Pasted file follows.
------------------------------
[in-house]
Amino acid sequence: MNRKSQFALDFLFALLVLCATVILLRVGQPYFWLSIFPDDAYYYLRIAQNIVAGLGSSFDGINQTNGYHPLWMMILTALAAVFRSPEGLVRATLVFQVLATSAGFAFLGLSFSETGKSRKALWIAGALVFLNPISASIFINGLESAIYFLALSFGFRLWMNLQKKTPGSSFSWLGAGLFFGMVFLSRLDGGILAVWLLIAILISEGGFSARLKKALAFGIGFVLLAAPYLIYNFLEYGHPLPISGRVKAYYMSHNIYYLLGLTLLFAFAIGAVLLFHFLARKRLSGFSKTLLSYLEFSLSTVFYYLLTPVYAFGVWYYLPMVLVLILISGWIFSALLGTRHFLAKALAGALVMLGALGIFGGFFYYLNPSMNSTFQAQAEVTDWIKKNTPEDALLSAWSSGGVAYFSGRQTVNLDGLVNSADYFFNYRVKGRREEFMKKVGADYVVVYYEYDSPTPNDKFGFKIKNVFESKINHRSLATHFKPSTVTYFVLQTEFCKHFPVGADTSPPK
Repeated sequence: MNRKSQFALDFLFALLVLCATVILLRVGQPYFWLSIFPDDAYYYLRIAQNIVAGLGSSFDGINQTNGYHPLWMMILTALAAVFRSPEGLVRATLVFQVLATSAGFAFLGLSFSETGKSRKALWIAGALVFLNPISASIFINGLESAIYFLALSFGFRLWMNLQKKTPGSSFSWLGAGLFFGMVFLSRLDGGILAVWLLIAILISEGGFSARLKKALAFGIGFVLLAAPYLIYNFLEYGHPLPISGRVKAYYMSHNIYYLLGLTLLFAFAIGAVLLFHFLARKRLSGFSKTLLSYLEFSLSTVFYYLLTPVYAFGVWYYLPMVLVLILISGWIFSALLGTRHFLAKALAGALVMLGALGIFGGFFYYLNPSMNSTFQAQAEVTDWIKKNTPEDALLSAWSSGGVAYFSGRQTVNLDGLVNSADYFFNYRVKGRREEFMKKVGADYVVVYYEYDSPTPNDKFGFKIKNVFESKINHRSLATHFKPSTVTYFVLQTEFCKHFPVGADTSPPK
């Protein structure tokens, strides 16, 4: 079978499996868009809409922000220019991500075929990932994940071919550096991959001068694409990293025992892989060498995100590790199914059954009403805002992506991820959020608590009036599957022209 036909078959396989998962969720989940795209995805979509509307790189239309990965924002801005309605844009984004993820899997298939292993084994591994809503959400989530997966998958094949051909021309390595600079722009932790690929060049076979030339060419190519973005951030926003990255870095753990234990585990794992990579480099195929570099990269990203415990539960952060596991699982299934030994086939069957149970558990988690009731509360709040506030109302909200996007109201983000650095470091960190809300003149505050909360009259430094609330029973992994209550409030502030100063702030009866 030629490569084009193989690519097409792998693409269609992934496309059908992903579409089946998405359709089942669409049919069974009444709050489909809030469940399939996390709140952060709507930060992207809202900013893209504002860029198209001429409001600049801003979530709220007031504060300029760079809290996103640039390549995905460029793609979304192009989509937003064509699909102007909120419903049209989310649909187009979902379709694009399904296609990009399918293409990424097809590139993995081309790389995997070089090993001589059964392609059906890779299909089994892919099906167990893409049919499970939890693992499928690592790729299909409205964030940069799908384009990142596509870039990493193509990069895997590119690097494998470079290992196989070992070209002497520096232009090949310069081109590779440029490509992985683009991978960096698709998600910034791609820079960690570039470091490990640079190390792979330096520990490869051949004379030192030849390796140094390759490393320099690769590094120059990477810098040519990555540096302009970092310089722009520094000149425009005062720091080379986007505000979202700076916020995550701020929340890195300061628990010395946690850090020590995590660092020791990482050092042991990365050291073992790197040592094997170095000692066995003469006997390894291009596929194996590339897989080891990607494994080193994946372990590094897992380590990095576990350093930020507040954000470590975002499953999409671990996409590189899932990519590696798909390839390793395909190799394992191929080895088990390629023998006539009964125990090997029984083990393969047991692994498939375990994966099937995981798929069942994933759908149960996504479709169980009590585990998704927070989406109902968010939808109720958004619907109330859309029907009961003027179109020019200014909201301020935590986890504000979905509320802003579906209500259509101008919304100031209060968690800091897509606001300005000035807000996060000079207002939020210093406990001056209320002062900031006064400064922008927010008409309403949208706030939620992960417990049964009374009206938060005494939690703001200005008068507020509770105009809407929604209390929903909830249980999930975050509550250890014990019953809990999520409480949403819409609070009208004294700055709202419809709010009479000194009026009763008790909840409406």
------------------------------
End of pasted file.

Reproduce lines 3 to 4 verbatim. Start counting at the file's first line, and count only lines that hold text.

Repeated sequence: MNRKSQFALDFLFALLVLCATVILLRVGQPYFWLSIFPDDAYYYLRIAQNIVAGLGSSFDGINQTNGYHPLWMMILTALAAVFRSPEGLVRATLVFQVLATSAGFAFLGLSFSETGKSRKALWIAGALVFLNPISASIFINGLESAIYFLALSFGFRLWMNLQKKTPGSSFSWLGAGLFFGMVFLSRLDGGILAVWLLIAILISEGGFSARLKKALAFGIGFVLLAAPYLIYNFLEYGHPLPISGRVKAYYMSHNIYYLLGLTLLFAFAIGAVLLFHFLARKRLSGFSKTLLSYLEFSLSTVFYYLLTPVYAFGVWYYLPMVLVLILISGWIFSALLGTRHFLAKALAGALVMLGALGIFGGFFYYLNPSMNSTFQAQAEVTDWIKKNTPEDALLSAWSSGGVAYFSGRQTVNLDGLVNSADYFFNYRVKGRREEFMKKVGADYVVVYYEYDSPTPNDKFGFKIKNVFESKINHRSLATHFKPSTVTYFVLQTEFCKHFPVGADTSPPK
């Protein structure tokens, strides 16, 4: 079978499996868009809409922000220019991500075929990932994940071919550096991959001068694409990293025992892989060498995100590790199914059954009403805002992506991820959020608590009036599957022209 036909078959396989998962969720989940795209995805979509509307790189239309990965924002801005309605844009984004993820899997298939292993084994591994809503959400989530997966998958094949051909021309390595600079722009932790690929060049076979030339060419190519973005951030926003990255870095753990234990585990794992990579480099195929570099990269990203415990539960952060596991699982299934030994086939069957149970558990988690009731509360709040506030109302909200996007109201983000650095470091960190809300003149505050909360009259430094609330029973992994209550409030502030100063702030009866 030629490569084009193989690519097409792998693409269609992934496309059908992903579409089946998405359709089942669409049919069974009444709050489909809030469940399939996390709140952060709507930060992207809202900013893209504002860029198209001429409001600049801003979530709220007031504060300029760079809290996103640039390549995905460029793609979304192009989509937003064509699909102007909120419903049209989310649909187009979902379709694009399904296609990009399918293409990424097809590139993995081309790389995997070089090993001589059964392609059906890779299909089994892919099906167990893409049919499970939890693992499928690592790729299909409205964030940069799908384009990142596509870039990493193509990069895997590119690097494998470079290992196989070992070209002497520096232009090949310069081109590779440029490509992985683009991978960096698709998600910034791609820079960690570039470091490990640079190390792979330096520990490869051949004379030192030849390796140094390759490393320099690769590094120059990477810098040519990555540096302009970092310089722009520094000149425009005062720091080379986007505000979202700076916020995550701020929340890195300061628990010395946690850090020590995590660092020791990482050092042991990365050291073992790197040592094997170095000692066995003469006997390894291009596929194996590339897989080891990607494994080193994946372990590094897992380590990095576990350093930020507040954000470590975002499953999409671990996409590189899932990519590696798909390839390793395909190799394992191929080895088990390629023998006539009964125990090997029984083990393969047991692994498939375990994966099937995981798929069942994933759908149960996504479709169980009590585990998704927070989406109902968010939808109720958004619907109330859309029907009961003027179109020019200014909201301020935590986890504000979905509320802003579906209500259509101008919304100031209060968690800091897509606001300005000035807000996060000079207002939020210093406990001056209320002062900031006064400064922008927010008409309403949208706030939620992960417990049964009374009206938060005494939690703001200005008068507020509770105009809407929604209390929903909830249980999930975050509550250890014990019953809990999520409480949403819409609070009208004294700055709202419809709010009479000194009026009763008790909840409406």